As the Louisiana Legislature’s regular session wraps up, three bills have or look likely to become law altering the nature of TOPS, which pays for tuition at Louisiana institutions of higher education for at least below-average scorers on standardized tests with at least decent high school marks having taken a certain core of courses. Together, these changes will delink tuition rates with payouts beginning next year unless the Legislature specifically authorizes full tuition coverage in the future, create higher standards to receive the highest awards that pay a few hundred dollars above tuition, and when not fully appropriated to fund all awards to give out partial awards to all qualifiers.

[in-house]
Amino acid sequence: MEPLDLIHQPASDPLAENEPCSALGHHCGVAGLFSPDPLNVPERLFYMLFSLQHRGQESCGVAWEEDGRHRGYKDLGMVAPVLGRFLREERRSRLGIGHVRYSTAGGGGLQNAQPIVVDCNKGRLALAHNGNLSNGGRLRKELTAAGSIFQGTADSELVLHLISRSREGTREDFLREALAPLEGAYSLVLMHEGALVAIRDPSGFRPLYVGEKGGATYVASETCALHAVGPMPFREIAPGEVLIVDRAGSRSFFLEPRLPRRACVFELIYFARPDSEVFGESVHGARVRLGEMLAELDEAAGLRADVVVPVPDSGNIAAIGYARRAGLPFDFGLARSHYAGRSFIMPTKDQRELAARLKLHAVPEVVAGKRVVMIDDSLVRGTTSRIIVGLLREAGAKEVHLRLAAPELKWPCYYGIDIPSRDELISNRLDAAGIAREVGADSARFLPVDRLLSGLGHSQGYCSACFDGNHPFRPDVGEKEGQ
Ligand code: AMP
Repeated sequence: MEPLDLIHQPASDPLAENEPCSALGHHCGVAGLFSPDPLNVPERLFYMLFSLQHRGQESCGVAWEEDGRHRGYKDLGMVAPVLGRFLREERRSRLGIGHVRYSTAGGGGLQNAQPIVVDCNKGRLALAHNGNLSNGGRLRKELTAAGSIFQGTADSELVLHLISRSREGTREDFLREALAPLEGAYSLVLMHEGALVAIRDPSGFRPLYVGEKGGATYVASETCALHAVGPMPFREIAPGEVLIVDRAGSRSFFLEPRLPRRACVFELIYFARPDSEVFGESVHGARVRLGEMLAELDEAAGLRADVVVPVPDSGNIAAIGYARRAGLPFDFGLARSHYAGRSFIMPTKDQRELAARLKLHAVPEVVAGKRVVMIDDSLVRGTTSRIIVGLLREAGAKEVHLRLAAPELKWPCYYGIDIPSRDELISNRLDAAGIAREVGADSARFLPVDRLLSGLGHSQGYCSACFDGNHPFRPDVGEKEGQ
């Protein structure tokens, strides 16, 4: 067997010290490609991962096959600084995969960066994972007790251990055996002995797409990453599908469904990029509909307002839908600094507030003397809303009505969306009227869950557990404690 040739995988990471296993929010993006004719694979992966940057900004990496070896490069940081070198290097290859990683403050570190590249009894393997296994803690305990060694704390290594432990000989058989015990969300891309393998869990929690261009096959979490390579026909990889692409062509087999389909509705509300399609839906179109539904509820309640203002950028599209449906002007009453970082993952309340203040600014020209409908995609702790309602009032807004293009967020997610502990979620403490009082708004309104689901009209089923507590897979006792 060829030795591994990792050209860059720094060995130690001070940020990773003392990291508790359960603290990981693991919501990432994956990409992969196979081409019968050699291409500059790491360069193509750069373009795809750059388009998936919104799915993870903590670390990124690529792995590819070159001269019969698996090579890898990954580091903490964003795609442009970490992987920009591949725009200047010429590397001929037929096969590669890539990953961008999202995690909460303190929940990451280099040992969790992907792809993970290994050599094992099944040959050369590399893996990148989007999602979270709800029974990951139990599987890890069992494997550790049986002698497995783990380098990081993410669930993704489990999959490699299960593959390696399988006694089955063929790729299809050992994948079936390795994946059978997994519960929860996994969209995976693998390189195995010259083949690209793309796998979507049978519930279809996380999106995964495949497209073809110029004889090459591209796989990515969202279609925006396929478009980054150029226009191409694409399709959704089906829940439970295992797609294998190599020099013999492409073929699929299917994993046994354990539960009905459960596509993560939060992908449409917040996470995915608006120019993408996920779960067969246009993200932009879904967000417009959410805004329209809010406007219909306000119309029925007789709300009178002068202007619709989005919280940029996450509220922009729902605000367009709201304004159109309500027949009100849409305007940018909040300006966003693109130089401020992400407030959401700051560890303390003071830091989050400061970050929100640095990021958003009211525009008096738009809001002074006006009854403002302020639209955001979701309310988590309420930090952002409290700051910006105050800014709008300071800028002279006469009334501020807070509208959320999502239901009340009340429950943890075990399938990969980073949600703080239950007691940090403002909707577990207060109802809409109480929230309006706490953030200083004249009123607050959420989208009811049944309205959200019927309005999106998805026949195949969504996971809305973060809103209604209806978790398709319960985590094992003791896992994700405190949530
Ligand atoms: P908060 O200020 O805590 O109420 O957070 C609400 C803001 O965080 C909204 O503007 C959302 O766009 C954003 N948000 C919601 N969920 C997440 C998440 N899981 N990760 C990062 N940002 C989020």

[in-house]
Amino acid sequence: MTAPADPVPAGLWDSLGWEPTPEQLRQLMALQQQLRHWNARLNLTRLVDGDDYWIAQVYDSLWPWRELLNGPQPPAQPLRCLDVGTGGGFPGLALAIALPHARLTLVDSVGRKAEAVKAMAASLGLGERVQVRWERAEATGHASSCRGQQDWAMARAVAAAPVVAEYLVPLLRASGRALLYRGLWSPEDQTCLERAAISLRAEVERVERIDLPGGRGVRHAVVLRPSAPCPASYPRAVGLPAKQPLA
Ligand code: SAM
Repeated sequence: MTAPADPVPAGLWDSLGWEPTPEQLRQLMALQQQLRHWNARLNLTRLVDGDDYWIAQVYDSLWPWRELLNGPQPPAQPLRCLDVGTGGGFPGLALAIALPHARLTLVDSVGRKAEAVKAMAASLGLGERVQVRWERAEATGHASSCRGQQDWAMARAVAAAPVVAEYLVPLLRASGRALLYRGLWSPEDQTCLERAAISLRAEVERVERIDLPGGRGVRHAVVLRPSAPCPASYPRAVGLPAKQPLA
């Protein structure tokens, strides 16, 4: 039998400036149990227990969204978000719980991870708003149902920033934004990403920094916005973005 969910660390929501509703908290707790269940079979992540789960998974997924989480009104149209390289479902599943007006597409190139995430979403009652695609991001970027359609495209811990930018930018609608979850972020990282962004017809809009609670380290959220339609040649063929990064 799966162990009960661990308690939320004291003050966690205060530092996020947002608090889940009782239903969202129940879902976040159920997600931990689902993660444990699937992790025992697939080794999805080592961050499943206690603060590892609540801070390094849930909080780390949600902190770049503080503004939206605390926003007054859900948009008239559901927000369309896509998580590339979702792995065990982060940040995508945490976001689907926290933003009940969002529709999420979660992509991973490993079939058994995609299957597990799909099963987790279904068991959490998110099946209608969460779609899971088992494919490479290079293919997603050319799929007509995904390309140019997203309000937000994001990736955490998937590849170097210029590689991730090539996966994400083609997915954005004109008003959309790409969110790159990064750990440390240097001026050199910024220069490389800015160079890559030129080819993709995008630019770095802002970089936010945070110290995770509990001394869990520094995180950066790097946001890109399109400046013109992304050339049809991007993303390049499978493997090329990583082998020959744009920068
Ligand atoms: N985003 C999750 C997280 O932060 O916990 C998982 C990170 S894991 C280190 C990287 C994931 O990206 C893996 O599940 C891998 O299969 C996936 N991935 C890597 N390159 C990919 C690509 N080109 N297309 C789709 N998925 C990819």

The last does nothing positive for the program except curtail waste. As typically over 40 percent in a cohort before graduating end up losing their awards – recipients must take at least 12 hours a semester, maintain a grade point average not much above the requirement to stay a student in good standing, and have only eight regular semesters of funding – most of this failure occurs in the lowest achievement bracket. Although detailed records remain unpublicized, from the public reports required by law the average winner scored a 24 on the American College Test while the average score of those with cancelled awards was under 23. So, the fewer dollars going into a wasteful program, the fewer that get wasted.